You’ve probably heard that taking aspirin may lower your risk of heart attack. But taking aspirin to prevent pancreatic cancer?
That’s the conclusion of a study led by Dr. Harvey A. Risch, professor of epidemiology in the Department of Chronic Disease Epidemiology at the Yale School of Public Health, Yale School of Medicine, and Yale Cancer Center in New Haven, Connecticut. The findings were published Tuesday in Cancer Epidemiology, Biomarkers & Prevention.
Risch and his colleagues recruited 761 patients newly diagnosed with pancreatic cancer from 37 hospitals in Shanghai, China from 2006 to 2011. They compared them to 794 control volunteers who did not have pancreatic cancer.
The subjects participating in the study answered questions about when they started using aspirin, the number of years they used it, and when they stopped, among other queries. Almost all people who said they used aspirin said they used it daily.
Among those with pancreatic cancer, 11 percent reported using aspirin. Among those without cancer, 18 percent said they took it.
The researchers adjusted for several factors, including body mass index, smoking history, and history of diabetes in determining whether aspirin impacted cancer risk.
The researchers examined 18 other studies that looked at aspirin use and pancreatic cancer risk. They determined that “if the studies were considered by the year at which the midpoint of when the aspirin exposures were ascertained in the study, the odds ratios for regular use of aspirin and pancreatic cancer risk significantly decreased by 2.3 percent per year through the present,” according to a news release issued by the American Association for Cancer Research.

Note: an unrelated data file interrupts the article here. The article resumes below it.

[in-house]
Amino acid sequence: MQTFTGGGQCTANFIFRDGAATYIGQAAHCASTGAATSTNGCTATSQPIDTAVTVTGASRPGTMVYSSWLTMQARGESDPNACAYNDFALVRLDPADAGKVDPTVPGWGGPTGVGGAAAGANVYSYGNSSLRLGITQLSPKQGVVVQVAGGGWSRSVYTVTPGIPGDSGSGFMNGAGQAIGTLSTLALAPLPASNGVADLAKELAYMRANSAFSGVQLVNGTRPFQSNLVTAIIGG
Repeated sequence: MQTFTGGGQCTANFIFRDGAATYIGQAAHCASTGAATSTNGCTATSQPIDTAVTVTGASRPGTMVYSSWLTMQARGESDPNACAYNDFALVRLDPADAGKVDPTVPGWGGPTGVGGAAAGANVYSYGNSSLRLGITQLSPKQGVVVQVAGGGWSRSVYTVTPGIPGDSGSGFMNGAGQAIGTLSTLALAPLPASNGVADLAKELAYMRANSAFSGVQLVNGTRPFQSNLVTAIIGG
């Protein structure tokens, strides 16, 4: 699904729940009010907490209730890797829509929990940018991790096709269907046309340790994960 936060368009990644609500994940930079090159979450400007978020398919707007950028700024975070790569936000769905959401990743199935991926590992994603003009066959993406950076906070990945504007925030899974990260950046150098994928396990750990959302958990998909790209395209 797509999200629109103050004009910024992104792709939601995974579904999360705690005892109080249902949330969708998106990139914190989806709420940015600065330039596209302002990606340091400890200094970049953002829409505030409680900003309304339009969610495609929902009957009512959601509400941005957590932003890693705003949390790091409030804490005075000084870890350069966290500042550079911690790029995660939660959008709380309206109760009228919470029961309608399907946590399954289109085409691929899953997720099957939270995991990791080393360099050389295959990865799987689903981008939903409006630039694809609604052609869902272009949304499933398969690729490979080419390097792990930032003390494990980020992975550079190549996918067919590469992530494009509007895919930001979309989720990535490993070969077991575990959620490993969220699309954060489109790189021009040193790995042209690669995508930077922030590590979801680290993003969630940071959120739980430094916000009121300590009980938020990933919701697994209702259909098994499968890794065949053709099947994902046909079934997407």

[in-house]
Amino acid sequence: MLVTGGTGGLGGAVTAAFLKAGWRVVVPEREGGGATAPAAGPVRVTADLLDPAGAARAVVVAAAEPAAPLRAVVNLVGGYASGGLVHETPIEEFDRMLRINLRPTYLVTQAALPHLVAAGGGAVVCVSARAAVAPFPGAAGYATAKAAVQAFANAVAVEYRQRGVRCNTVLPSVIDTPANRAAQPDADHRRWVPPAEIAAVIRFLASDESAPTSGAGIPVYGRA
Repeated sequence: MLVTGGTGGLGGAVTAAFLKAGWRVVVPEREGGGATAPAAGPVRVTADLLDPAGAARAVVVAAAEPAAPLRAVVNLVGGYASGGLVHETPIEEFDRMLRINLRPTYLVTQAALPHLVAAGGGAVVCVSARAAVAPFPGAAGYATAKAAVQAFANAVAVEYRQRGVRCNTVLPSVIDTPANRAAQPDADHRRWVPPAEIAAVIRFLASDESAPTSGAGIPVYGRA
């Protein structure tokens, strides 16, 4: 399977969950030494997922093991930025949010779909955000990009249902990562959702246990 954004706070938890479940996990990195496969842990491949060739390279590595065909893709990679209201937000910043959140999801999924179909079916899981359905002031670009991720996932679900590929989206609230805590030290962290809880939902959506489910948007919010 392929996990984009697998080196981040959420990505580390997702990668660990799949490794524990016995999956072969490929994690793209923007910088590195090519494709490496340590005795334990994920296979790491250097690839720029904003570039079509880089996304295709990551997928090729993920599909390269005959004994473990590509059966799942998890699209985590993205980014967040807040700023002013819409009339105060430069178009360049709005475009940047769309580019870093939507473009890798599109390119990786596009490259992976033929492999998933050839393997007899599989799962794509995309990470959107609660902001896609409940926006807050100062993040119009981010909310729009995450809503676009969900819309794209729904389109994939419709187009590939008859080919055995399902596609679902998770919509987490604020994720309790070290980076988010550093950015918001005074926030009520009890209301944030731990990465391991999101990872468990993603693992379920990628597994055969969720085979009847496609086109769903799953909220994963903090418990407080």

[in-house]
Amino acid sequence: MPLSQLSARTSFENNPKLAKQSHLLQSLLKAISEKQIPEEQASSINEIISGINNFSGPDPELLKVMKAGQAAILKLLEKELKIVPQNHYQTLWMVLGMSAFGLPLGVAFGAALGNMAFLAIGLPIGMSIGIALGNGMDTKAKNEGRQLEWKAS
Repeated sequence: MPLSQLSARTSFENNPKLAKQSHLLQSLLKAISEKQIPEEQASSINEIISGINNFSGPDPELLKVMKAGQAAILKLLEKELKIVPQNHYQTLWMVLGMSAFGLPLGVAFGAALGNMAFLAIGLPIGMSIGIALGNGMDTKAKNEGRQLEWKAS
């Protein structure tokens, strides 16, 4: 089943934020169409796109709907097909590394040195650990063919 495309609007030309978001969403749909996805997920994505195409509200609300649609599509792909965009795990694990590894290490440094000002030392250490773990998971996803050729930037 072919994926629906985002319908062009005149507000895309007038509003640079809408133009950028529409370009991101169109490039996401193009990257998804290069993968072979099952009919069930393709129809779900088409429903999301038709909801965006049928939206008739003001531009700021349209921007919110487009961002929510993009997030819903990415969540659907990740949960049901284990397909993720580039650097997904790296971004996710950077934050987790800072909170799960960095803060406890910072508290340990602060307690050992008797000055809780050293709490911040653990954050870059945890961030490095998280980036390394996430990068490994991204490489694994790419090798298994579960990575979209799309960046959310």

“We found that regular use of aspirin by a large group of people in Shanghai cut risk of pancreatic cancer almost in half,” Risch said. “These new data are consistent with what has been seen in other populations around the world.”
Pancreatic cancer is among the most dreaded and deadly of cancers. Even among those diagnosed with stage 1 exocrine pancreatic cancer, the chances of living five years are only 14 percent, according to the American Cancer Society. For those diagnosed with stage III pancreatic cancer, the chances of living five years tumble to just three percent; those with stage IV pancreatic cancer, just one percent.
Survival rates are much higher, however, for those with neuroendocrine pancreatic tumors, which can be surgically removed. Caught early, the five-year survival rate is 61 percent when the tumor is removed.
“Pancreatic cancer is relatively rare – just 1.5 percent of U.S. adults will be diagnosed with it as some point during life – and regular aspirin use can cause appreciable complications for some,” Risch said. “Therefore, a person should consult his or her doctor about aspirin use. Nevertheless, the balance of evidence shows that people who use aspirin to reduce risk for cardiovascular disease or colorectal cancer can feel positive that their use likely also lowers their risk for pancreatic cancer.”